Looking ahead, CEO Torsten Derr stated that demand, particularly from the auto industry, would remain high, but that customers’ tolerance for higher prices would be tested.
“We believe we will be able to pass on additional energy cost increases if they occur,” he told investors earlier this month.
Rising energy costs
Leonardo SpA, an Italian defense contractor, has been trying to raise prices to offset rising costs, but it recently told investors that 70% of its backlog orders were priced before inflation and rising energy costs.
The company is attempting to offset the impact of inflation by cutting costs and, in some cases, eliminating purchasing intermediaries.
SKF AB, a Swedish engineering group, reported lower earnings in the third quarter, owing to moving too slowly to offset inflation.
“Inflation just increased so quickly that we didn’t have time to offset it,” SKF CFO Niclas Rosenlew told investors last month.
Few analysts expect the companies they follow to defy economic trends again in the current quarter.
According to Eurostat, the eurozone economy grew by 0.2% in the three months to October, while inflation jumped to 10.7% last month.
The growth figures were better than expected, but with most indicators pointing south, many believe the downturn has only been postponed.
“The question is how deep the recession will be, not whether one will occur,” Oxford Economics, a think tank, wrote in a report.
In Germany, the largest economy in the European Union, incoming orders for manufacturers fell 4% in September after falling in August. Eurozone orders to German manufacturers fell twice as much.
One factor contributing to German automakers’ surprising health this year is that they are still working through a backlog of orders that accumulated during the post-pandemic recovery due to shortages of key components such as semiconductors.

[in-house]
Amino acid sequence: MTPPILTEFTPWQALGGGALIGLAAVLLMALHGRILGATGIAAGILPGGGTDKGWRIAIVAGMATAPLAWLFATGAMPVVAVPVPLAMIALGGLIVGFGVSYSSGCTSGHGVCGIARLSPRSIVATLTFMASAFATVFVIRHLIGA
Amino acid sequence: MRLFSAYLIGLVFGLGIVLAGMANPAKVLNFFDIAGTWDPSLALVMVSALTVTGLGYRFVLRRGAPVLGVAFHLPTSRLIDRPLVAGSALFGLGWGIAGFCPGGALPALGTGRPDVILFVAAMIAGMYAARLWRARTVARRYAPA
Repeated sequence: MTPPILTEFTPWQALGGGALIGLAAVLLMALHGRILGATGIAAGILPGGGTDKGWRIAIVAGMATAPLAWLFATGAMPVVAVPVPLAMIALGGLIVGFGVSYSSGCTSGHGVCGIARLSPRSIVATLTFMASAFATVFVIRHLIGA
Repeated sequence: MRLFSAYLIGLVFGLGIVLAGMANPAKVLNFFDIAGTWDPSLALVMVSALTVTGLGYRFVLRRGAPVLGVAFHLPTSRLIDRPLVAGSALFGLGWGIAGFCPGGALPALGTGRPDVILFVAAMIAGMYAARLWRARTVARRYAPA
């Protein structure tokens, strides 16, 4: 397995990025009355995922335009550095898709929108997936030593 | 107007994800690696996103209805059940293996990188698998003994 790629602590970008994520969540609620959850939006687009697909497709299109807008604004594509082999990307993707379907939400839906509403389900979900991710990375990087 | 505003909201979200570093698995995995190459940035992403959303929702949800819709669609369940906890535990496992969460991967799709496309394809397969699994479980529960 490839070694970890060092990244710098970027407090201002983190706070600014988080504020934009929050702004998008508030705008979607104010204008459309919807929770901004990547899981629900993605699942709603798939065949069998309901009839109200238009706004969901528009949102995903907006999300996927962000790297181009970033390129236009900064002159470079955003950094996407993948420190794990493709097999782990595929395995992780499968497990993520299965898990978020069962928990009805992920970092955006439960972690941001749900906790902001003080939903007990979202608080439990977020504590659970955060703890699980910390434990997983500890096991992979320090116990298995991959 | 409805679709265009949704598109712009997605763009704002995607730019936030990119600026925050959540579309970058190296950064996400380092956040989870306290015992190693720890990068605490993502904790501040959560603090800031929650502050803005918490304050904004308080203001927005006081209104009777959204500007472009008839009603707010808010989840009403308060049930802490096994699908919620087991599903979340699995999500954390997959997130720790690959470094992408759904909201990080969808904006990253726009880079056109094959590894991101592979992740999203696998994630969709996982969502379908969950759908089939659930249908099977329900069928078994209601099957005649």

Their initial reaction was to prioritize their most profitable models by rationing chips.
When that wasn’t enough to keep margins safe, they cut costs and began raising prices on new cars.
With signs that supply-chain bottlenecks are easing, automakers are beginning to reduce months-long wait times for new vehicles.
As they work through the backlog, their ability to raise or even maintain current pricing levels may be tested, posing a risk to earnings.
“I believe this phenomenon will end within the next year,” said Stefan Bratzel, director of the Center of Automotive Management.
In the auto industry, new car price increases have historically lagged behind inflation. However, since 2019, prices have risen by 50% on average, while manufacturing costs have increased by 43%, according to Daniel Roeska, auto analyst at Bernstein Research.
When asked about the coming year by investors, Mercedes-Mr. Benz’s Wilhelm warned that the company could run out of pricing room.
“We should not expect trees to grow into the skies,” he said during an earnings call on Oct. 26.
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Source: Wall Street Journal